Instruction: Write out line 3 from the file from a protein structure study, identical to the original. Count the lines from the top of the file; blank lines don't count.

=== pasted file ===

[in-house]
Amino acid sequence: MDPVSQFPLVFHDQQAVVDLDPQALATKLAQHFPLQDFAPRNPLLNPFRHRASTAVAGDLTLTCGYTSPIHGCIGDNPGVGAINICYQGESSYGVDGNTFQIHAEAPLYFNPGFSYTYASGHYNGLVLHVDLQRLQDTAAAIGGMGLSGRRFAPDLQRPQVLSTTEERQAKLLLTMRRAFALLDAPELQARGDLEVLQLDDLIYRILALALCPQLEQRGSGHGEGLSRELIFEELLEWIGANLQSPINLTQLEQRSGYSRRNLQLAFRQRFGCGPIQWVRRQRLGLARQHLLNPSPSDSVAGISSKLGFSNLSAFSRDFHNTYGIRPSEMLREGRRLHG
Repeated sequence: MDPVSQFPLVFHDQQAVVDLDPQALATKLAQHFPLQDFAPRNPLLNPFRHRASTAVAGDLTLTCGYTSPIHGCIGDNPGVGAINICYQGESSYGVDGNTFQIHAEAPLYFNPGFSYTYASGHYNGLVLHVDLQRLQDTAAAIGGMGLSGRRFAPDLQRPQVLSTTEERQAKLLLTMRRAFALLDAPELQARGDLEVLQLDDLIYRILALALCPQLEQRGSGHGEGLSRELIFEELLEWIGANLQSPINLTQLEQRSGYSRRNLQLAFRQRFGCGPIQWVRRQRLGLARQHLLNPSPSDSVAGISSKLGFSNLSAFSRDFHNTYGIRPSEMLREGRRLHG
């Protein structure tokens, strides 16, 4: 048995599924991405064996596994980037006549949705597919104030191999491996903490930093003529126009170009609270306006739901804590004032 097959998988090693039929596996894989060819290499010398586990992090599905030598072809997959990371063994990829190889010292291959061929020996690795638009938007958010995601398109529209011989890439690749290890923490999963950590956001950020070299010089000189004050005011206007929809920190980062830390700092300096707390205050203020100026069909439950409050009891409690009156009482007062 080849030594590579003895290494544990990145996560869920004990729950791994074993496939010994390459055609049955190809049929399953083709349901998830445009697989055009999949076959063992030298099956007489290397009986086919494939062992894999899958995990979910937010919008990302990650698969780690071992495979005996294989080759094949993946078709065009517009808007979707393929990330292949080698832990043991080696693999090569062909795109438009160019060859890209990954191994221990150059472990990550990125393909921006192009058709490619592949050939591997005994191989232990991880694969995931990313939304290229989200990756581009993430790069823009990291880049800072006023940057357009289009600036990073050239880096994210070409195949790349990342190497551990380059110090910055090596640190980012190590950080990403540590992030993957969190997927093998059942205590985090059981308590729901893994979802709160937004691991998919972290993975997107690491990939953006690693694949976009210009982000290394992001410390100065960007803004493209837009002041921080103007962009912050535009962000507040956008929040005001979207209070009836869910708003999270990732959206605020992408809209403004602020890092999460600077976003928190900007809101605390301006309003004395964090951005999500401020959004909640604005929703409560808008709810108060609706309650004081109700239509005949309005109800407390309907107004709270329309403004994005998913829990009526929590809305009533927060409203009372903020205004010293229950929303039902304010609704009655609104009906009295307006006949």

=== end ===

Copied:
Repeated sequence: MDPVSQFPLVFHDQQAVVDLDPQALATKLAQHFPLQDFAPRNPLLNPFRHRASTAVAGDLTLTCGYTSPIHGCIGDNPGVGAINICYQGESSYGVDGNTFQIHAEAPLYFNPGFSYTYASGHYNGLVLHVDLQRLQDTAAAIGGMGLSGRRFAPDLQRPQVLSTTEERQAKLLLTMRRAFALLDAPELQARGDLEVLQLDDLIYRILALALCPQLEQRGSGHGEGLSRELIFEELLEWIGANLQSPINLTQLEQRSGYSRRNLQLAFRQRFGCGPIQWVRRQRLGLARQHLLNPSPSDSVAGISSKLGFSNLSAFSRDFHNTYGIRPSEMLREGRRLHG